U.S. Navy deploys new surveillance aircraft to Japan

The US Navy has deployed sophisticated surveillance aircraft to Japan, officials said Monday, amid rising tension over China's territorial claims in the region.

Two P-8A Poseidon patrol jets departed Jacksonville, Florida on Friday and arrived later at Kadena air base in Okinawa, in a move that was planned before Beijing declared an air defense zone last month covering disputed islands in the East China Sea, a navy official told AFP.

"This was scheduled for a long time," said the official, who spoke on condition of anonymity.

"It's a rotational deployment."

Four more Poseidon aircraft are due to deploy at Okinawa later this month, the official said.

The assignment to Japan marks the first mission for the new plane, which is replacing the propeller-driven P-3 Orion aircraft that dates back to the 1960s.

The P-8A planes, converted Boeing 737s equipped with advanced radar and anti-ship missiles, are designed to hunt submarines and track other vessels at sea.

On November 23, China announced an expanded air defense identification zone and said aircraft would have to submit flight plans before entering the area, home to disputed islands in the East China Sea.

Japan, South Korea, Taiwan and the United States have each sent planes into the zone without informing the Chinese, signalling their refusal to recognize Beijing's declaration.

After sending in two B-52 bombers last week, the US military has kept up "routine" military flights in the area but there has been no hostile response from China, Pentagon spokesman Colonel Steven Warren told reporters Monday.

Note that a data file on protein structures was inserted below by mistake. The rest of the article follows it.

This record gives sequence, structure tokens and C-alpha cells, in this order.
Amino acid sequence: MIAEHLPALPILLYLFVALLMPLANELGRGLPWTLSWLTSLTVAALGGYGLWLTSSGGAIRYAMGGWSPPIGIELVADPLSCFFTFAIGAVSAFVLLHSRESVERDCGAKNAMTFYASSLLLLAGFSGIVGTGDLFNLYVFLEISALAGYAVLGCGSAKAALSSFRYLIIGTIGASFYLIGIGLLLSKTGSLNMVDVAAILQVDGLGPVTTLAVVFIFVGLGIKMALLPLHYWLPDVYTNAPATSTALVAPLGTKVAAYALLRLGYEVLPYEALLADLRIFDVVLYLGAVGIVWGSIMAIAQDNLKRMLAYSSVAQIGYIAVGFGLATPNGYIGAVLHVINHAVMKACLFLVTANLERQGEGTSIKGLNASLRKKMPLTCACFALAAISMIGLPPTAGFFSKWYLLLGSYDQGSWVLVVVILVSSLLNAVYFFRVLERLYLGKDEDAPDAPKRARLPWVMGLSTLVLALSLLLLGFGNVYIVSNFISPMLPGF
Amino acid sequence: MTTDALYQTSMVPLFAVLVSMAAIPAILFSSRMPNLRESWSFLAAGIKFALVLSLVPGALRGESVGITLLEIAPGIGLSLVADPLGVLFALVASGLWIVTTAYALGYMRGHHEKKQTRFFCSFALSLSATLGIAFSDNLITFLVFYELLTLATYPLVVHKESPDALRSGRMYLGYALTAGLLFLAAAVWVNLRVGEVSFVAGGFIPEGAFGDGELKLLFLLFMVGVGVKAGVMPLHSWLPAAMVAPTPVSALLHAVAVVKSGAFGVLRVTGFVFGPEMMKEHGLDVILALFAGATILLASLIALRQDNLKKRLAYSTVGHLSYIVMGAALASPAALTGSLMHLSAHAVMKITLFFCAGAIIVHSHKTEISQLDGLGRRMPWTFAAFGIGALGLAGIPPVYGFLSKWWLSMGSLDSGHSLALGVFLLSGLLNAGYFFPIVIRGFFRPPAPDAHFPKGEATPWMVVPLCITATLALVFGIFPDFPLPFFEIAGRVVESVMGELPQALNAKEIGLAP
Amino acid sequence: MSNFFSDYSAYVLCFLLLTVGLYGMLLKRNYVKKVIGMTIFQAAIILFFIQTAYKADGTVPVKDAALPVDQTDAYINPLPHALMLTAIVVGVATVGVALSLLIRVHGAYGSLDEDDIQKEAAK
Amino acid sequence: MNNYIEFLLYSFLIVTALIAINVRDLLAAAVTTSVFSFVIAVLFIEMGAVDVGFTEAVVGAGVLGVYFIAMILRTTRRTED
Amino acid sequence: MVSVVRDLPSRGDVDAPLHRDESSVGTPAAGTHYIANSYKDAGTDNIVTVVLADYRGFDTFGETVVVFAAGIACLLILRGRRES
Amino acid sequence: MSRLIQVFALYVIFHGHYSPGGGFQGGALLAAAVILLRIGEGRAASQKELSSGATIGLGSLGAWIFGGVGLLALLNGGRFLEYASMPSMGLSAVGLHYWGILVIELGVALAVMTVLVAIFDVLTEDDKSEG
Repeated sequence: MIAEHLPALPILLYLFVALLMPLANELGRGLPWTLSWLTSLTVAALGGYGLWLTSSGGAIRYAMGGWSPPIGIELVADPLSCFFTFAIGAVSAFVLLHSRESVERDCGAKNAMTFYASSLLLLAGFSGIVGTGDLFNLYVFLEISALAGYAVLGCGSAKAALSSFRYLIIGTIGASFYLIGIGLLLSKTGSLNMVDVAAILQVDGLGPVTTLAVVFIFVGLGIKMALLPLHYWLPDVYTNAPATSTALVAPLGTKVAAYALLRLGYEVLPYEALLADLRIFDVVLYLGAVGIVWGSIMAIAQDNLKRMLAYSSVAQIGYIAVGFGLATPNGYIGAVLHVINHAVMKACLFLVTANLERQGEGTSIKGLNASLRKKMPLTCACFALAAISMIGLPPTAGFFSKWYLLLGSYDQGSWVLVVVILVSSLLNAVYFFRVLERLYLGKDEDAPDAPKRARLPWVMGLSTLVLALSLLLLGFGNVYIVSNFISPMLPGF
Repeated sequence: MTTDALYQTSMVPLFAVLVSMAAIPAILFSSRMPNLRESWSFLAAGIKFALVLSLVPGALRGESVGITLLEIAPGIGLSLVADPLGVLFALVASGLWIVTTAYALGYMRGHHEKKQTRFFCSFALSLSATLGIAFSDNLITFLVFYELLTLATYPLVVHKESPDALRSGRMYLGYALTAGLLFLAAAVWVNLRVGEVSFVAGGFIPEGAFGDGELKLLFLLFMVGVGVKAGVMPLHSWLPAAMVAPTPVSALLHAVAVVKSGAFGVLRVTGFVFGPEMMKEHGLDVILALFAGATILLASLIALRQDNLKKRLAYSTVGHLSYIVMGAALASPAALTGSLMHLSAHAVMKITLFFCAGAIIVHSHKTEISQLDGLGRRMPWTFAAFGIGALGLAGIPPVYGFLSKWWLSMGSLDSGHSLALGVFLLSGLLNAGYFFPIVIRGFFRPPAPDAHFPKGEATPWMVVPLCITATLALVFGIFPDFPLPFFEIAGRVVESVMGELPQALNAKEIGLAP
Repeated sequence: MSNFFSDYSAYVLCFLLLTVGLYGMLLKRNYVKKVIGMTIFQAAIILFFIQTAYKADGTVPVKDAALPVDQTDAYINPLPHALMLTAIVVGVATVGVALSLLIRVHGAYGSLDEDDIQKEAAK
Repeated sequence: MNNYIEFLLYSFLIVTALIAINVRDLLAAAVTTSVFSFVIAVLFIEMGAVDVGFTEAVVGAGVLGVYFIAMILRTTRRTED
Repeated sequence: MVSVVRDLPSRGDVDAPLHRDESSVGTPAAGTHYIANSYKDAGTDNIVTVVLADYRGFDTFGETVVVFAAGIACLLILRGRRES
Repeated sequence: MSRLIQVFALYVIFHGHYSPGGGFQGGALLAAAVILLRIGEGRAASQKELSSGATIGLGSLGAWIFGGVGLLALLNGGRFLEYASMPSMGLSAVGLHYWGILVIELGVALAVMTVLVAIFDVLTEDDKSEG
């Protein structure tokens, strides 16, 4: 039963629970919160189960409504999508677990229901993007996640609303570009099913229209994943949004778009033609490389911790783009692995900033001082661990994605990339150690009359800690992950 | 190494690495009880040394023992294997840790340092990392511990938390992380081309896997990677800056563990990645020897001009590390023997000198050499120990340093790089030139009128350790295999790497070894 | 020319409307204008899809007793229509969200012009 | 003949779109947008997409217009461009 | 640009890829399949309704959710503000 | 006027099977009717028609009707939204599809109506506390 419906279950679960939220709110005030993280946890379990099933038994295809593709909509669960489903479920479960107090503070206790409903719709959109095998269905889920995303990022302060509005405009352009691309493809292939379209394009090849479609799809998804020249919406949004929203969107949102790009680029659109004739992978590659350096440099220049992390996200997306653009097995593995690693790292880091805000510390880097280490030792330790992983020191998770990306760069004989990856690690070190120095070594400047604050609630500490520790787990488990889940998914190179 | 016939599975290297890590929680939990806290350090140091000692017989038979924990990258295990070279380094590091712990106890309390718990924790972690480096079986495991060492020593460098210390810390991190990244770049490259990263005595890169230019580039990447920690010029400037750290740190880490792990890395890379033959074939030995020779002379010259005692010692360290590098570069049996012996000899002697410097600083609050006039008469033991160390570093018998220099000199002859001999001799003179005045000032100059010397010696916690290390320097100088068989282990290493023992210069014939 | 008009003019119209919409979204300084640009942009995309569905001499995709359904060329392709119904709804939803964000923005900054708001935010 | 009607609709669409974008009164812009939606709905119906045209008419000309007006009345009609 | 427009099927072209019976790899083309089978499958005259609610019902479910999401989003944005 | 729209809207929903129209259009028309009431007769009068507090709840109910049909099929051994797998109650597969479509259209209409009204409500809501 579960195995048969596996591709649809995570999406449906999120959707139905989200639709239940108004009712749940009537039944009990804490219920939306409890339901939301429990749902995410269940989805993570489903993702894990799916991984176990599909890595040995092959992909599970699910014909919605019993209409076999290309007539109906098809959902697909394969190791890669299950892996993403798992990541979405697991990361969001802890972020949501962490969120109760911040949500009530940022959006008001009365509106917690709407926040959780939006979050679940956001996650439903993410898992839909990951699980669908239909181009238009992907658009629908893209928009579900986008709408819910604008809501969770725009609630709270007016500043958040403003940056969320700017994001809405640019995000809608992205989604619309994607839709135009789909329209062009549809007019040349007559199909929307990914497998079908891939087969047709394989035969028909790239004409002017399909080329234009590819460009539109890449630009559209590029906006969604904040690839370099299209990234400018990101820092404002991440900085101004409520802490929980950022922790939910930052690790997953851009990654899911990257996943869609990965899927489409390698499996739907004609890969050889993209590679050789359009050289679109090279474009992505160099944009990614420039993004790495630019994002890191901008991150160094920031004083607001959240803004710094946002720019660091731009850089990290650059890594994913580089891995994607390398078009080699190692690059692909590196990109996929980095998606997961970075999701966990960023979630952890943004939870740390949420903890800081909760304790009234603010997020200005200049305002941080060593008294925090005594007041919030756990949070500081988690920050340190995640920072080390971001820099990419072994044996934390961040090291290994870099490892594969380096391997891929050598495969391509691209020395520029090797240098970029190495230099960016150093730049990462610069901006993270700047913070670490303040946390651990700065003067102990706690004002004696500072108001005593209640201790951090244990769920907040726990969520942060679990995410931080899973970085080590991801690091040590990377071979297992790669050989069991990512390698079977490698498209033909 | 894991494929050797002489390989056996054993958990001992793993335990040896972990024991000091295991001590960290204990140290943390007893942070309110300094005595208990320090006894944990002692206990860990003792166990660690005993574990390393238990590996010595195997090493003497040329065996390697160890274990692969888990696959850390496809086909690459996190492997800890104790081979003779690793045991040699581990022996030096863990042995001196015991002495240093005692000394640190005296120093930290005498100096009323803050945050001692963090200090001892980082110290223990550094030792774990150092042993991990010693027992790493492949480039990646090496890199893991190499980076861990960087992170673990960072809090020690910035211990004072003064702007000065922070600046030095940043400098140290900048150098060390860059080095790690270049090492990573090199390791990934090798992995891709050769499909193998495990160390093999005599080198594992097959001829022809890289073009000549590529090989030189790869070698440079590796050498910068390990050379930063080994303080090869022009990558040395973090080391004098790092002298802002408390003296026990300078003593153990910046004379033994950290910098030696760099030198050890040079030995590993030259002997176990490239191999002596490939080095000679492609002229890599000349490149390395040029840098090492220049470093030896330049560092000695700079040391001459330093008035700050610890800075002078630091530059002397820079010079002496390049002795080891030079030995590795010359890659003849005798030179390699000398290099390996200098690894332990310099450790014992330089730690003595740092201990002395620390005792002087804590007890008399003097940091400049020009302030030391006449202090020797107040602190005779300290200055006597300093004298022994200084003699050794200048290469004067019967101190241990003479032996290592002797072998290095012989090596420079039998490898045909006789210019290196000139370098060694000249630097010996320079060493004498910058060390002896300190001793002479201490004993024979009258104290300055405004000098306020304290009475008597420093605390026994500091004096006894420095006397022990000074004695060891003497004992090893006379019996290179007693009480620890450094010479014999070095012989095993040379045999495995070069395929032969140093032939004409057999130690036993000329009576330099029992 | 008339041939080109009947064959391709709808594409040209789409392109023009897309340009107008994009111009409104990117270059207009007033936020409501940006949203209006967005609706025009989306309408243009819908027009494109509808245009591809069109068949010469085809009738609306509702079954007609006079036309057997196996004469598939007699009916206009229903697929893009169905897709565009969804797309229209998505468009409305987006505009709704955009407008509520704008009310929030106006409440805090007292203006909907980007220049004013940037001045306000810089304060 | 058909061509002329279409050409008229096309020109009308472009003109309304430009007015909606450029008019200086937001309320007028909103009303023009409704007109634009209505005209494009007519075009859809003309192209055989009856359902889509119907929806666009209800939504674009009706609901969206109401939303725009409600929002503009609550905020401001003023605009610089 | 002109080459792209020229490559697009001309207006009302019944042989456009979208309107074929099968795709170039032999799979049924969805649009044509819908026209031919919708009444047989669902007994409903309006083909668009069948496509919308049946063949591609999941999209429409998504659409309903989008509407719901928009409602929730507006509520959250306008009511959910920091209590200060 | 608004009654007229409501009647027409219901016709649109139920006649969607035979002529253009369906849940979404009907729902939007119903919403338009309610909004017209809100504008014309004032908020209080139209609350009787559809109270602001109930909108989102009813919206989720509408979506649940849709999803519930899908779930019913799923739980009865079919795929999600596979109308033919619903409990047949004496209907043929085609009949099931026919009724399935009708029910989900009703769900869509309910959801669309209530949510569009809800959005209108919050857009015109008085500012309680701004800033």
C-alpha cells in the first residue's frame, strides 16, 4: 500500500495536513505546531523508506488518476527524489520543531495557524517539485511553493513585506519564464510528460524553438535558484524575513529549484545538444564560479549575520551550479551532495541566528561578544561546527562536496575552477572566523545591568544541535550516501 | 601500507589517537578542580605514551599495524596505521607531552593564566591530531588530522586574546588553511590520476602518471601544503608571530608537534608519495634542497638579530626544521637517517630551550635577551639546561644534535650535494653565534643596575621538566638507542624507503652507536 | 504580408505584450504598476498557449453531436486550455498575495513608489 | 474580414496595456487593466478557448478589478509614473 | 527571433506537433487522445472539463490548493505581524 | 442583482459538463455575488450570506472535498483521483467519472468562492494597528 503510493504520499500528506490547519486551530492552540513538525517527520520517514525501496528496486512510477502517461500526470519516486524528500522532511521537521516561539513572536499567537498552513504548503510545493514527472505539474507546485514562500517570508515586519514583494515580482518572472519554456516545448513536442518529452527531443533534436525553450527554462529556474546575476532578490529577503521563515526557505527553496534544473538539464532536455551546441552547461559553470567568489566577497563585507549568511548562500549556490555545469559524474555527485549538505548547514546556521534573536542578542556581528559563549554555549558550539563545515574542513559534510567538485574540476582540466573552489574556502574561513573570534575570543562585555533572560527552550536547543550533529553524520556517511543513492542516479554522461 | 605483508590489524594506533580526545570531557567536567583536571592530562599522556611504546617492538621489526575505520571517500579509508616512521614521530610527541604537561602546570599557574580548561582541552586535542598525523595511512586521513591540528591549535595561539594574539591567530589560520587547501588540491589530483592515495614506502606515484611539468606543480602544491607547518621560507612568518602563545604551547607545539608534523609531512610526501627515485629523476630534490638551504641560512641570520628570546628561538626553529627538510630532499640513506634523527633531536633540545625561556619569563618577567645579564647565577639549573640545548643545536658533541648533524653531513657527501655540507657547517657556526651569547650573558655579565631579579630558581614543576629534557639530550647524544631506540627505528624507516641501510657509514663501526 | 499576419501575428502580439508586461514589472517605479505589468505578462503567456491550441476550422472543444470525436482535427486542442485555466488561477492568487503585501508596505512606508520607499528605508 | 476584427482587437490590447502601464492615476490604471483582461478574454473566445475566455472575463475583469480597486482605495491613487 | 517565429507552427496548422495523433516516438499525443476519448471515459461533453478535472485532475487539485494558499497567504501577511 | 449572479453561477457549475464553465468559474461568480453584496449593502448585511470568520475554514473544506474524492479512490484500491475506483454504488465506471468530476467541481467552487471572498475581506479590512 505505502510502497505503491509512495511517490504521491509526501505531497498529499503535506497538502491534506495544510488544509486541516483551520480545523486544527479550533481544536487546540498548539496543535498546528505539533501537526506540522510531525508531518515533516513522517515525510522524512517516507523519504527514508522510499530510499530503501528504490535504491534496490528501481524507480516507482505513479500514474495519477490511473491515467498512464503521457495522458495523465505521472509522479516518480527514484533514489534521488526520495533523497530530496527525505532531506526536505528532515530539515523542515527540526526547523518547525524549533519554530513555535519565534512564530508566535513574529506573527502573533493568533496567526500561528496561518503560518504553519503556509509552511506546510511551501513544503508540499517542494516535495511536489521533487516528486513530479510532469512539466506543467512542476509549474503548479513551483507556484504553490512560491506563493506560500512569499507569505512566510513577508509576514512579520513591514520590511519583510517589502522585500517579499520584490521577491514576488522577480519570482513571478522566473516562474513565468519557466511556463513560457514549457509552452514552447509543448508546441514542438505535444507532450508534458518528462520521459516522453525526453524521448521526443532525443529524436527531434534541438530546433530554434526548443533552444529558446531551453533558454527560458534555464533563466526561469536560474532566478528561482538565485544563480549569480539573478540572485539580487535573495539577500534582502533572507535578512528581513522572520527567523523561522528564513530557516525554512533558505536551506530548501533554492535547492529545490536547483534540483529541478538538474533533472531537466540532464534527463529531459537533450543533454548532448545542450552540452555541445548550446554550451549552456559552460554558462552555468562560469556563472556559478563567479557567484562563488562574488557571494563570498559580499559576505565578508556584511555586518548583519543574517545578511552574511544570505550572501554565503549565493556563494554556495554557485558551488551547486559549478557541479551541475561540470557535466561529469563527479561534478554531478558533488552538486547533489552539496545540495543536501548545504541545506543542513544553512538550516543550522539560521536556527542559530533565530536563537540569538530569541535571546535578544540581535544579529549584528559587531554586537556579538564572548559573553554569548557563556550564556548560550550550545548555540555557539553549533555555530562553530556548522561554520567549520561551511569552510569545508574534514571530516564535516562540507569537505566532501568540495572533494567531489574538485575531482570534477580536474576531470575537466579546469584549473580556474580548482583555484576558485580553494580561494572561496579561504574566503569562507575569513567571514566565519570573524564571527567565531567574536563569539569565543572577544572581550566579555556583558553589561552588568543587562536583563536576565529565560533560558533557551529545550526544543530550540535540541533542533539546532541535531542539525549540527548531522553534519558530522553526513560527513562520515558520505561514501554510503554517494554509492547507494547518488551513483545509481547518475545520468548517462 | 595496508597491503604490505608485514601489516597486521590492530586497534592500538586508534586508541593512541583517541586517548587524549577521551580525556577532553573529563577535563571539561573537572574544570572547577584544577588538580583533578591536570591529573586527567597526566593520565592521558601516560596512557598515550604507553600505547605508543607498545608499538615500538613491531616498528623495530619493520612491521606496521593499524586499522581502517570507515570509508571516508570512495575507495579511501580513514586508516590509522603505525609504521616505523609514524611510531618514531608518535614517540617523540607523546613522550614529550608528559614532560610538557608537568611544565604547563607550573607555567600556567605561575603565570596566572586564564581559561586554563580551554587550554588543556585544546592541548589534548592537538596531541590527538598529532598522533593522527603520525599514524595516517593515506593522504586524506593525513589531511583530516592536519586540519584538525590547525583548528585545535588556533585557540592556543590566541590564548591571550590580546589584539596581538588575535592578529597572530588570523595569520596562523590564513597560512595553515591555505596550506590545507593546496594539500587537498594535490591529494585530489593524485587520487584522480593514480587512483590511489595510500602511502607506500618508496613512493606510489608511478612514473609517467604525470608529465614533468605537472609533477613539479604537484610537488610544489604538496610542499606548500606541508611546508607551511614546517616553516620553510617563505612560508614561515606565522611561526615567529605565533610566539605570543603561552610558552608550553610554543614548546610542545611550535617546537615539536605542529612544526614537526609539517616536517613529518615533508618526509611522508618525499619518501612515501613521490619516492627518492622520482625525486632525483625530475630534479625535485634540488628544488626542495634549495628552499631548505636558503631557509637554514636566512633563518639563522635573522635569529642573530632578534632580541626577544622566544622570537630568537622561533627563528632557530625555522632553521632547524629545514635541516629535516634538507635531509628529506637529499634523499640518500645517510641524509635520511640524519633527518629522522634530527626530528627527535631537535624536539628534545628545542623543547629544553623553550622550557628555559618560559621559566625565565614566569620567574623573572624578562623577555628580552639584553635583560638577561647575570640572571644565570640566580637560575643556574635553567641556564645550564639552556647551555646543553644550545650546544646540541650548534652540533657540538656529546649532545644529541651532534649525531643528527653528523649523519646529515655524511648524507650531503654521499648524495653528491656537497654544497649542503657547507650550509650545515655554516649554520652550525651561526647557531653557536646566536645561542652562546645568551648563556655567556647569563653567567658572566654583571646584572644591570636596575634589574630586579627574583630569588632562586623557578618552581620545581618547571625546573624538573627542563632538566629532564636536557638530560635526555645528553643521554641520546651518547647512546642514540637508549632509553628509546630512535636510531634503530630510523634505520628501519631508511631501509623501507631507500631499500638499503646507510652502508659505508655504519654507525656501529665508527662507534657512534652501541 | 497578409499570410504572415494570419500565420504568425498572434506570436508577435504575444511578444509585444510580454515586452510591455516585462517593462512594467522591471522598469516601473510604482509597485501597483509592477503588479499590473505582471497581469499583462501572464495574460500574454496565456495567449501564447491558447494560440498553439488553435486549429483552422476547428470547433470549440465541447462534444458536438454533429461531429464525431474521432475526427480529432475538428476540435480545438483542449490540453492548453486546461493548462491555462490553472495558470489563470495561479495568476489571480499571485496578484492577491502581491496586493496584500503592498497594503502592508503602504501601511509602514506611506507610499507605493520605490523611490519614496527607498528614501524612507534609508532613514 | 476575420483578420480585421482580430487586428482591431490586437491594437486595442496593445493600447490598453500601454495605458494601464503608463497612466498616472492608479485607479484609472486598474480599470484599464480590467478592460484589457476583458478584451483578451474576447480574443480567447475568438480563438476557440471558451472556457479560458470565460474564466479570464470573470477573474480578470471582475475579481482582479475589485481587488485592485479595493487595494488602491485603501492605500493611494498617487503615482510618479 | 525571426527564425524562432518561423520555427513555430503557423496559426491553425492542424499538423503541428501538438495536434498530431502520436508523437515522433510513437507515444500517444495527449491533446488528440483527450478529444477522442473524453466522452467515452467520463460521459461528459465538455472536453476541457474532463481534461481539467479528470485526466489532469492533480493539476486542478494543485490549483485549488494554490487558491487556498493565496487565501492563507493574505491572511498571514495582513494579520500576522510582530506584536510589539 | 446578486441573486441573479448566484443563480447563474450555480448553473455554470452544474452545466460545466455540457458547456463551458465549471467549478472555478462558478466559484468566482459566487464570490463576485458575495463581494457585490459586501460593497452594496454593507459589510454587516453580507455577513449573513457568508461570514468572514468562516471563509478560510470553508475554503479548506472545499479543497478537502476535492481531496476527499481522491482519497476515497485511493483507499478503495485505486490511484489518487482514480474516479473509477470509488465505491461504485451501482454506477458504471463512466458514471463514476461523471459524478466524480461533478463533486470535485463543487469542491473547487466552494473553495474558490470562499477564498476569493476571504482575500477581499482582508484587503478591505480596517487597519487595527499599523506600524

"The Chinese reaction to our operations has been normal," Warren said.

"We haven't changed our operational tempo," he added.

The deployment of the P-8 aircraft came as US Vice President Joe Biden set out Sunday on a trip to Asia which will include a visit to Beijing, where he will discuss the spike in regional tensions.

Senior US officials said Biden would convey Washington's "concerns" about China's air defense zone and seek clarity regarding its intentions.

While military flights have gone ahead as planned, the US State Department has advised American commercial airlines to observe China's demand for advance notice of aircraft entering the zone.

China and Japan have been locked in a mounting territorial argument over the island chain known as Senkaku in Japanese and Diaoyu in Chinese.

Although taking no position on the sovereignty dispute, Washington says it would uphold its defense treaty with Japan in the event of a conflict.